Transfer to the physical world. If you use a 3rd party place to store your personal belongings (while you do maintenance and modifications at home for instance) so you lose any expectation of privacy and your belongings can be searched without a warrant. Park your car in a private owned parking lot? Nailed. Plan your travel with an agency? Nailed. Give your photos to be printed? Nailed. Most people would be shocked if such things happened. But alas we added "on the internet" and logic and reasoning went out the window.

    You'd need to be some sort of secluded hermit to be effectively protected by the 4th.

  • May 5th, 2015 @ 10:41am

    Re: What a collossal waste of money

    You see, they threw half a billion dollars collectively and yet they are still in business as if nothing happened. It doesn't take any genius to see that they profit much, much more than they deserve. Title II is too little for them.

  • May 5th, 2015 @ 10:36am

    (untitled comment)

    When you start pitying the bad guys you know they are amazingly screwed.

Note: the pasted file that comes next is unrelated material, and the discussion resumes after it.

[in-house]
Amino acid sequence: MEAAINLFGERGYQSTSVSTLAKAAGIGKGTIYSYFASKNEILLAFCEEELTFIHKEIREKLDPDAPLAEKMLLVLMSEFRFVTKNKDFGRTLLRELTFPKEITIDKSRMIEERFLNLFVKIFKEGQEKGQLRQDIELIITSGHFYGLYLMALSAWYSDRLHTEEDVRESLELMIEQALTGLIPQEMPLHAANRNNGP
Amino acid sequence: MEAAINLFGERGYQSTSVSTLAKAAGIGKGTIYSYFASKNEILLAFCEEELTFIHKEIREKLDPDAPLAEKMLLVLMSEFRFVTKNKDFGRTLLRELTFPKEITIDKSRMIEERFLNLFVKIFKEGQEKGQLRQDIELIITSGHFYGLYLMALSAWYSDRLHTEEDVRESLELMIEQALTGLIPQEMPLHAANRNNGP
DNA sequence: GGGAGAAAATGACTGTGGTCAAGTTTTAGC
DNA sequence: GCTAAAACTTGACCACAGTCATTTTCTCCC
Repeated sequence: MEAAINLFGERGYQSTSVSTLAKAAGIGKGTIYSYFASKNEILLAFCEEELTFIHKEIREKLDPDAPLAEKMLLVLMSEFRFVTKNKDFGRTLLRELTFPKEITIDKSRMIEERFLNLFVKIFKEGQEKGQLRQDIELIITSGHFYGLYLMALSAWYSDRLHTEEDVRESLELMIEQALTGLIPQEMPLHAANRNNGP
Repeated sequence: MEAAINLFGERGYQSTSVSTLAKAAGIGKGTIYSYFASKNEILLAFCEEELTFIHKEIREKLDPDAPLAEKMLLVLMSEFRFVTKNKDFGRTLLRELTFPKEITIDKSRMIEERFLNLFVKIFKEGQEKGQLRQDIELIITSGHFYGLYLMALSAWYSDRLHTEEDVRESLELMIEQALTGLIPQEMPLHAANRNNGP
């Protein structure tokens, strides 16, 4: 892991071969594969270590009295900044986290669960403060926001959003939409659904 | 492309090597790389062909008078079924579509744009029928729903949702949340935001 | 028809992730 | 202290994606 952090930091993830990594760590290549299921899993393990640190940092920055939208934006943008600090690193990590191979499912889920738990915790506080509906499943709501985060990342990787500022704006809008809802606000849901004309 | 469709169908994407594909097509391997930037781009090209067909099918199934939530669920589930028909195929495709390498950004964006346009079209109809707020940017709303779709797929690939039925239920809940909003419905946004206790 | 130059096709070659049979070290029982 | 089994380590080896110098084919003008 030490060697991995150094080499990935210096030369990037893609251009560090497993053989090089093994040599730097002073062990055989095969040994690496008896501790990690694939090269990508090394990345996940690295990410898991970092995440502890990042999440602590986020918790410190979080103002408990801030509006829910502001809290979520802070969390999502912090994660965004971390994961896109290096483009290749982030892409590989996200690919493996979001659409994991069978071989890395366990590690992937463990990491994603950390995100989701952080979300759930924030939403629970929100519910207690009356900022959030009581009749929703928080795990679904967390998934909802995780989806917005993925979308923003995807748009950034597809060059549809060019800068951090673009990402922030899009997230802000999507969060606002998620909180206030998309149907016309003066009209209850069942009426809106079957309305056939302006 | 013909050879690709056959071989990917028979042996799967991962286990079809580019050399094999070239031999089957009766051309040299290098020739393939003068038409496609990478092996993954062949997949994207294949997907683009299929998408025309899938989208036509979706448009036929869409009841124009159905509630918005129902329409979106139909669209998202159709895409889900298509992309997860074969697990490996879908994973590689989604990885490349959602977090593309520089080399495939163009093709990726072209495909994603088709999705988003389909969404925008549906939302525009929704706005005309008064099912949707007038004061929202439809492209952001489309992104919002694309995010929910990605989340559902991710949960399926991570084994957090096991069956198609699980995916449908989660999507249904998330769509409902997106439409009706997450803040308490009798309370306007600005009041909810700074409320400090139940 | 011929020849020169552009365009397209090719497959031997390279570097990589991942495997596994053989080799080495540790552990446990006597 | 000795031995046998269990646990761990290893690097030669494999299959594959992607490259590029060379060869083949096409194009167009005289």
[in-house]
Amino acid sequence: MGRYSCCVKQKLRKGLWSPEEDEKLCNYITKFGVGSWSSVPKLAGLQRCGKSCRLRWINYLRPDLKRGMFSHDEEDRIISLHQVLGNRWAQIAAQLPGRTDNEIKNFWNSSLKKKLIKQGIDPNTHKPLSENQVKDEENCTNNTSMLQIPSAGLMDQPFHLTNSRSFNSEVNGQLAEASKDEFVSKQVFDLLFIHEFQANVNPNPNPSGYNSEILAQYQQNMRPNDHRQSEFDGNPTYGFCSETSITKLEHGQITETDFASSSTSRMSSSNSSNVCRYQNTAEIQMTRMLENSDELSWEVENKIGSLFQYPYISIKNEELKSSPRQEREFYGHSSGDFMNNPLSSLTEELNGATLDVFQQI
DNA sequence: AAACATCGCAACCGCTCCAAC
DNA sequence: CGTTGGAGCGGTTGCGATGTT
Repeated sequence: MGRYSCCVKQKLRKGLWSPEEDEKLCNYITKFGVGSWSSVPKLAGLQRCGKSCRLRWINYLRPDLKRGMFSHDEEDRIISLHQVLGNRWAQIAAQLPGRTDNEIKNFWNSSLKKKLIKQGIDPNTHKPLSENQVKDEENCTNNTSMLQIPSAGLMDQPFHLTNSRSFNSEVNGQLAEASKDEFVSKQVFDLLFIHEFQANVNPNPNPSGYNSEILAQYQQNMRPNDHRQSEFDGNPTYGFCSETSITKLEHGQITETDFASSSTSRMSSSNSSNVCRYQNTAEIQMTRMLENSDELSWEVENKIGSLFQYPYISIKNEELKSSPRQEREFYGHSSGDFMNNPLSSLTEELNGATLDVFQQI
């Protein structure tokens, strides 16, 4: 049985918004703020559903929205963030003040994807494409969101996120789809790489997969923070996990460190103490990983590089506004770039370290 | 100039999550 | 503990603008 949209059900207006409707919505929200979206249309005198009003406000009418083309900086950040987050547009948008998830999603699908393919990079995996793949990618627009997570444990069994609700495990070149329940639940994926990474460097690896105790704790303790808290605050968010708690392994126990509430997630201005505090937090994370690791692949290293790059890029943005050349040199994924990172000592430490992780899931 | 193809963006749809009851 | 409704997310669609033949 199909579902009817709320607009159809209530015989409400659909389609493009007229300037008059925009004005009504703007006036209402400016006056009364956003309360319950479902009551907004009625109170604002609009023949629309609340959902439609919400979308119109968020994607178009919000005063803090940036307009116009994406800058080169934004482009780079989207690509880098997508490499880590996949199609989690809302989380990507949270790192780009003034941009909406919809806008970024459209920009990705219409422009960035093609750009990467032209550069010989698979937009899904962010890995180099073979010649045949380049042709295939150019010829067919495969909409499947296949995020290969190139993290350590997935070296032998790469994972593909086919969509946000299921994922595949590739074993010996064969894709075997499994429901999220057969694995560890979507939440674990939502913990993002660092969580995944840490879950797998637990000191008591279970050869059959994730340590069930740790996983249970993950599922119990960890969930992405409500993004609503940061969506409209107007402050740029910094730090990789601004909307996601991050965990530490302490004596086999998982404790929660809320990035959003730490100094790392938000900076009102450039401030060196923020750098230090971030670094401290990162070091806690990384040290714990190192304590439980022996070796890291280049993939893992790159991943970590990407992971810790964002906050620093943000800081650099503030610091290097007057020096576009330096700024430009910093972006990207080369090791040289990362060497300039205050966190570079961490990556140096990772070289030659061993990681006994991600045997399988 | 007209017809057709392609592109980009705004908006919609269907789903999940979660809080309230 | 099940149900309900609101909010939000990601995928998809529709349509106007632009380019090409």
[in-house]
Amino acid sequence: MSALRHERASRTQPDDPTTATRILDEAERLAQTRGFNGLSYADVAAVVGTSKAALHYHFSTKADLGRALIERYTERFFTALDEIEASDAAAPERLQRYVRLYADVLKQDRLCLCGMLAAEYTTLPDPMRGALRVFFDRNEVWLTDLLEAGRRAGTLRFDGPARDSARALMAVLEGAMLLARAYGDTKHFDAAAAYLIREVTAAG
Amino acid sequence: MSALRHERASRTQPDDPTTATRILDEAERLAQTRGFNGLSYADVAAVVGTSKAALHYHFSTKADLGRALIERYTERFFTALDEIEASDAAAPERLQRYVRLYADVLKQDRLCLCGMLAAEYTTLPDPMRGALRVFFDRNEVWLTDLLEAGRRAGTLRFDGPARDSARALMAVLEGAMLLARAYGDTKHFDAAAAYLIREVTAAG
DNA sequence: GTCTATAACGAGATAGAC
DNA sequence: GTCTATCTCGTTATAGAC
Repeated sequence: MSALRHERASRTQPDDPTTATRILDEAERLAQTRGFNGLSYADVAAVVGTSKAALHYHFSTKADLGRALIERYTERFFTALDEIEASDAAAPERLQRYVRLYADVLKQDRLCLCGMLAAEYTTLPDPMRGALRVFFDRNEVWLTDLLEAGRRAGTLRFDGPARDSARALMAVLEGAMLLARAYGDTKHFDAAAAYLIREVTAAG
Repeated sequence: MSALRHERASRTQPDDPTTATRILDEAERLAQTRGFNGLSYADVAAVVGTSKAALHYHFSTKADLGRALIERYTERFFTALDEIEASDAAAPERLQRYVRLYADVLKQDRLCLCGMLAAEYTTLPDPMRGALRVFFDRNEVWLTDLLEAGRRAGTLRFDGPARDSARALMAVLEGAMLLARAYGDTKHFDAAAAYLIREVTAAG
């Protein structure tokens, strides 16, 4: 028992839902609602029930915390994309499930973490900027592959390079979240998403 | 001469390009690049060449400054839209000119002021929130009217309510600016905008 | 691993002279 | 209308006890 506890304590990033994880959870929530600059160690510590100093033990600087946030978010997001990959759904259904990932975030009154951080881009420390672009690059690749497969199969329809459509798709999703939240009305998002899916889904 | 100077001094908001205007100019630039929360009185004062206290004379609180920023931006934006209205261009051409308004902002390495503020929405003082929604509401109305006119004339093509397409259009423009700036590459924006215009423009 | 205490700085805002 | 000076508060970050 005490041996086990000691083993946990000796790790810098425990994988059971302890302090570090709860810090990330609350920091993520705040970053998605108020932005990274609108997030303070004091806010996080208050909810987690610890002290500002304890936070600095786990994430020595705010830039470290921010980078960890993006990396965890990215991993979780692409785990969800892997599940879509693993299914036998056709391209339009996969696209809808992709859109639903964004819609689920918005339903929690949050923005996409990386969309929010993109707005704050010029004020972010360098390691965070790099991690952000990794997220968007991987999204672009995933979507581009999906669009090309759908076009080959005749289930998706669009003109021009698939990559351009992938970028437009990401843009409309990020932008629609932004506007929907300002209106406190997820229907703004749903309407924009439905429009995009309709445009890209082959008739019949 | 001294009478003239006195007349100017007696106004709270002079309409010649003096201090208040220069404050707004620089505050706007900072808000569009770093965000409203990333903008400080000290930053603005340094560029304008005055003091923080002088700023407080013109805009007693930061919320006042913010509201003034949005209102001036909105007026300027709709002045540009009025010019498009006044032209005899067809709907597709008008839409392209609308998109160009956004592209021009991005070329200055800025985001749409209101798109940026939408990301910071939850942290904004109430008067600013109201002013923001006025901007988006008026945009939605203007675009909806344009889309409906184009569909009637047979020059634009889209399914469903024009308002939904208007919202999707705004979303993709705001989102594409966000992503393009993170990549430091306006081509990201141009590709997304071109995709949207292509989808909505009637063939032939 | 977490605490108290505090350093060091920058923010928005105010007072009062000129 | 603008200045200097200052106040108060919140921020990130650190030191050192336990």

I know that many of the Prenda watchers among our readers here keep wondering how it is that Team Prenda is not yet in jail.

    Shocked, not wondering, I'm shocked.

  • May 5th, 2015 @ 7:04am


    Nice IP pounding here but as the article itself notes they lack self-awareness to even feel guilty. I love that Bob Marley example. Even if you disagree with Estates living on works of the deceased this is a whole new level of evil. As expected from UMG.

    I anxiously wait for the trolls focusing on minor points totally out of context, pulling pseudo-facts out of their arses and so on. Because you can't argue with the article otherwise.

  • May 5th, 2015 @ 6:46am


    That. A lot of content inside Facebook comes from the outside. While they are trying hard to make people use Facebook only it's bound to fail in the long run. Instead of trying to build a wall and censor stuff Facebook has the opportunity to act as enablers and add value both to themselves and for the rest of the Internet. It's a pity he's choosing the gatekeeper way. Where have we seen that before?

    Seems History comes indeed in repeating cycles.

  • May 5th, 2015 @ 4:21am

    (untitled comment)

    “The whole story was about accountability,” he said. “In a story about accountability, how could you not mention the guys who run the program?”